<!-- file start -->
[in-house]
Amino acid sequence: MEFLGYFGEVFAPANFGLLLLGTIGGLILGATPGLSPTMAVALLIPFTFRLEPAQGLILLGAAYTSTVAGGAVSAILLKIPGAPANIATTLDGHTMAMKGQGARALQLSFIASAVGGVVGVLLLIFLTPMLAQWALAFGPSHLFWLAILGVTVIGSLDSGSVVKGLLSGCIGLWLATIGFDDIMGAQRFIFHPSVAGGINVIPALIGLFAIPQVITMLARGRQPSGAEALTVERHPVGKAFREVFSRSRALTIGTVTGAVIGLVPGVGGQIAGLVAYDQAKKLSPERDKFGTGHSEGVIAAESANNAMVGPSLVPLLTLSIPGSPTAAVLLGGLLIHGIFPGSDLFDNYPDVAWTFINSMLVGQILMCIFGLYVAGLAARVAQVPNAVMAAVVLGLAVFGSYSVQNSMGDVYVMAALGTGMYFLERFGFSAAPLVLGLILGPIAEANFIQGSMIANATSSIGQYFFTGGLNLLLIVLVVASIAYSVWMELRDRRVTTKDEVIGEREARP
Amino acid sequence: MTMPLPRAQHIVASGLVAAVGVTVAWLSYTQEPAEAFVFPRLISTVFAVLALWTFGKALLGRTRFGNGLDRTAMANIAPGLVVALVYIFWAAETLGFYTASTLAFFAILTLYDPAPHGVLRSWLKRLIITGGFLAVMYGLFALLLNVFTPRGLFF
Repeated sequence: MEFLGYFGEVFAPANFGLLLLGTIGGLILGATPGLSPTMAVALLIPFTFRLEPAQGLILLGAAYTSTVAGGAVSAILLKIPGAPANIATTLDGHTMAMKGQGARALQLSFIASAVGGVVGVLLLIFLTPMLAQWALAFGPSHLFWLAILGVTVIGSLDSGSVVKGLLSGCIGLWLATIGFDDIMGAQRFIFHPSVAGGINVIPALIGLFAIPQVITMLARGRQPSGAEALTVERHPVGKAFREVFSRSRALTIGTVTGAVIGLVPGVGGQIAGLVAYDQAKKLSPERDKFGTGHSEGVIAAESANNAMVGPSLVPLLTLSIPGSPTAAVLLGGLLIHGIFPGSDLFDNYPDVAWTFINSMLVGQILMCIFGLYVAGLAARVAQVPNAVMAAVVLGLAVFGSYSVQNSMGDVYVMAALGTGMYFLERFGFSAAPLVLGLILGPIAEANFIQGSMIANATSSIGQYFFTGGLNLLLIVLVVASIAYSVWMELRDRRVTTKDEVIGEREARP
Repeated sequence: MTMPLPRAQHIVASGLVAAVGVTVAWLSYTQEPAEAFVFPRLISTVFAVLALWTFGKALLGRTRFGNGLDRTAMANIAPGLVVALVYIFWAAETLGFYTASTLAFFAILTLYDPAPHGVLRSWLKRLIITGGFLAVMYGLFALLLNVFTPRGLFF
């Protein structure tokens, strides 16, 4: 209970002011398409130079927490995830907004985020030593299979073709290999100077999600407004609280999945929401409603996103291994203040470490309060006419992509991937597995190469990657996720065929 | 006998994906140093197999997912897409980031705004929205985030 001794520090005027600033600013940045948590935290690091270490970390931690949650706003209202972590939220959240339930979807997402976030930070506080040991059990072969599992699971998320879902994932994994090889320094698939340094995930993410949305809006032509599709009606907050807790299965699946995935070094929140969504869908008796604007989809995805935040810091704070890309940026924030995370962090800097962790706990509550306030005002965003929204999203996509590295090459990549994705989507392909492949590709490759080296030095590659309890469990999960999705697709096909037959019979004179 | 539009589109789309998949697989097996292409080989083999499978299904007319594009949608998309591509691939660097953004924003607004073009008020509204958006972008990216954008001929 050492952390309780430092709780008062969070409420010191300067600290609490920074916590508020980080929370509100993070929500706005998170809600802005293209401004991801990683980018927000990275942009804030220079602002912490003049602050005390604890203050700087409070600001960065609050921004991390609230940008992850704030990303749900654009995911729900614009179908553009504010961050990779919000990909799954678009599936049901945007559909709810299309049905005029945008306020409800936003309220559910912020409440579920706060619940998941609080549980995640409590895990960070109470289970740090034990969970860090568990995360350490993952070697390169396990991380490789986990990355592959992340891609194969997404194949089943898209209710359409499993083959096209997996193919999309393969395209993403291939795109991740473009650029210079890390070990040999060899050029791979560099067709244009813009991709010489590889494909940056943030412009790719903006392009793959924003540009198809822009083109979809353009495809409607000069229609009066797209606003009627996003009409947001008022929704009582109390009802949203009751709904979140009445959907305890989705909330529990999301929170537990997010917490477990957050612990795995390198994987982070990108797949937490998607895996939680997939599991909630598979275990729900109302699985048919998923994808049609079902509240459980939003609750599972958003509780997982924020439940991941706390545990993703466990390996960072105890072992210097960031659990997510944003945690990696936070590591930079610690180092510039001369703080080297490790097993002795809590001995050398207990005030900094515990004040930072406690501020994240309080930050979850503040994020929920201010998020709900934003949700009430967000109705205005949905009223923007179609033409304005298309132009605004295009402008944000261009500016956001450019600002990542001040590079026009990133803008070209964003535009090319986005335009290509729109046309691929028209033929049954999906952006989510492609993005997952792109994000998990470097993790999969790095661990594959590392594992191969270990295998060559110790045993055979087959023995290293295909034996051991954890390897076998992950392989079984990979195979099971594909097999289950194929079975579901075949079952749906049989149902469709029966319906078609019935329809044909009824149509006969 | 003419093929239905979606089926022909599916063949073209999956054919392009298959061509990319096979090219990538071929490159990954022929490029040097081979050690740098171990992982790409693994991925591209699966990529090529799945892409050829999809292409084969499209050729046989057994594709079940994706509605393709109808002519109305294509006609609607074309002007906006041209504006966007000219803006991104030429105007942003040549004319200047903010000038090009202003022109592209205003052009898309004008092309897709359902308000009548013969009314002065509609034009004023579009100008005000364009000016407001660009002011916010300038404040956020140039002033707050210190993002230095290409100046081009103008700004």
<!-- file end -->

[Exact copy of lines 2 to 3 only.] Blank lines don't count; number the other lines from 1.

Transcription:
Amino acid sequence: MEFLGYFGEVFAPANFGLLLLGTIGGLILGATPGLSPTMAVALLIPFTFRLEPAQGLILLGAAYTSTVAGGAVSAILLKIPGAPANIATTLDGHTMAMKGQGARALQLSFIASAVGGVVGVLLLIFLTPMLAQWALAFGPSHLFWLAILGVTVIGSLDSGSVVKGLLSGCIGLWLATIGFDDIMGAQRFIFHPSVAGGINVIPALIGLFAIPQVITMLARGRQPSGAEALTVERHPVGKAFREVFSRSRALTIGTVTGAVIGLVPGVGGQIAGLVAYDQAKKLSPERDKFGTGHSEGVIAAESANNAMVGPSLVPLLTLSIPGSPTAAVLLGGLLIHGIFPGSDLFDNYPDVAWTFINSMLVGQILMCIFGLYVAGLAARVAQVPNAVMAAVVLGLAVFGSYSVQNSMGDVYVMAALGTGMYFLERFGFSAAPLVLGLILGPIAEANFIQGSMIANATSSIGQYFFTGGLNLLLIVLVVASIAYSVWMELRDRRVTTKDEVIGEREARP
Amino acid sequence: MTMPLPRAQHIVASGLVAAVGVTVAWLSYTQEPAEAFVFPRLISTVFAVLALWTFGKALLGRTRFGNGLDRTAMANIAPGLVVALVYIFWAAETLGFYTASTLAFFAILTLYDPAPHGVLRSWLKRLIITGGFLAVMYGLFALLLNVFTPRGLFF